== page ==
American Labor Merit Badge
American Labor Merit Badge Info
Scouts learn how the lives of laborers has changed over the decades in across the country. This gives a good grounding on what to expect in the workplace and workers and management can either be at odds or in cooperation. Since all scouts will be employed or employer, this basis for labor interaction is a key knowledge point to have as an adult.
Similar to American Business, these are all knowledge requirements and rely on the scout doing a lot of research and reading and then restating what was learned. Maybe that is why this one is historically one of the 5 least earned merit badges. A scout can create an exhibit, but that's the only hands-on optional requirement to do.
A scout can complete a lot of this badge individually doing online research with the Resources below.
Requirements for the American Labor merit badge:
- Using resources available to you, learn about working people and work-related concerns. List and briefly describe or give examples of at least EIGHT concerns of American workers. These may include, but are not limited to, working conditions, workplace safety, hours, wages, seniority, job security, equal opportunity employment and discrimination, guest workers, automation and technologies that replace workers, unemployment, layoffs, outsourcing, and employee benefits such as health care, child care, profit sharing, continuing education, and retirement benefits.
- With your counselor's and parent's approval and permission, visit the office or attend a meeting of a local union, a central labor council, or an employee organization, or contact one of these organizations via the Internet. Then do EACH of the following:
- Find out what the organization does.
- Share the list of issues and concerns you made for requirement 1. Ask the people you communicate with which issues are of greatest interest or concern to them and why.
- Draw a diagram showing how the organization is structured, from the local to the national level, if applicable.
- Explain to your counselor what labor unions are, what they do, and what services they provide to members. In your discussion, show that you understand the concepts of labor, management, collective bargaining, negotiation, union shops, open shops, grievance procedures, mediation, arbitration, work stoppages, strikes, and lockouts.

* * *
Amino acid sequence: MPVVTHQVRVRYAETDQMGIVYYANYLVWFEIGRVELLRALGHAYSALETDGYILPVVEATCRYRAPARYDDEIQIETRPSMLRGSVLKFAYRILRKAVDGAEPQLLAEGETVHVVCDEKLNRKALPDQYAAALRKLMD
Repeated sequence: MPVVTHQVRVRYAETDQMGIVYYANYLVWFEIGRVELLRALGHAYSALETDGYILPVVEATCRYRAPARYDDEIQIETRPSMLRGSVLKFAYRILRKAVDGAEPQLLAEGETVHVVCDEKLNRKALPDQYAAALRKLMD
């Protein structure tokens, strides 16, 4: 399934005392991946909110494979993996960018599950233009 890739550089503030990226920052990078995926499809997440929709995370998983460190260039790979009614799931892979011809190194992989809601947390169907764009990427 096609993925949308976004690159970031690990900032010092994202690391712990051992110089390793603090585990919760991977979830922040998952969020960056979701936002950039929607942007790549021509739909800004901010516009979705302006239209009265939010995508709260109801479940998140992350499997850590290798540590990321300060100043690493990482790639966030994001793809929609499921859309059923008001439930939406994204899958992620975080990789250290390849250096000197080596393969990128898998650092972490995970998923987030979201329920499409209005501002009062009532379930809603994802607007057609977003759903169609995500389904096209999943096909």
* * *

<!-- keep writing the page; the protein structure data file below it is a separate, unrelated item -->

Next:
- Explain what is meant by the adversarial model of labor-management relations, compared with a cooperative-bargaining style.
- Do ONE of the following:
- Develop a time line of significant events in the history of the American labor movement from the 1770s to the present.
- Prepare an exhibit, a scrapbook, or a computer presentation, such as a slide show, illustrating three major achievements of the American labor movement and how those achievements affect American workers.
- With your counselor's and parent's approval and permission, watch a movie that addresses organized labor in the United States. Afterward, discuss the movie with your counselor and explain what you learned.
- Read a biography (with your counselor's approval) of someone who has made a contribution to the American labor movement. Explain what contribution this person has made to the American labor movement.
- Explain the term globalization. Discuss with your counselor some effects of globalization on the workforce in the United States. Explain how this global workforce fits into the economic system of this country.
- Choose a labor issue of widespread interest to American workers-an issue in the news currently or known to you from your work on this merit badge. Before your counselor, or in writing, argue both sides of the issue, first taking management's side, then presenting labor's or the employee's point of view. In your presentation, summarize the basic rights and responsibilities of employers and employees, including union members and nonunion members.
- Discuss with your counselor the different goals that may motivate the owners of a business, its stockholders, its customers, its employees, the employees' representatives, the community, and public officials. Explain why agreements and compromises are made and how they affect each group in achieving its goals.
- Learn about opportunities in the field of labor relations. Choose one career in which you are interested and discuss with your counselor the major responsibilities of that position and the qualifications, education, and training such a position requires.
Hints for American Labor Merit Badge
- Since National Education Association is the largest union in the US, and teachers are accessible, the NEA is a good choice for requirement #2 as the group to contact.
- Some possibles movies to watch include Newsies!, Matewan, Norma Rae, Harlan County.
- The business leader that the scout interviews can be the same person they use to research a company.
Resources for American Labor Merit Badge
Visit Worker.gov for information about worker's rights and workplace concerns.
See U.S. Dept. of Labor for all labor topics.
Center for Union Facts has information about labor unions in the USA.
Search through the Union List at wiki.
Find local affiliates of the National Education Association which is the largest union in the USA.
Learn all about the Labor Movement History in our country.
Get the details about Globalization at wiki.
- AFL-CIO American Federation of Labor & Congress of Industrial Organizations
- Laborers' International Union of North America
Contest - Ask a Question - Add Content
Just for Fun: Socializing merit badge
Find more Scouting Resources at www.BoyScoutTrail.com
Follow Me, Scouts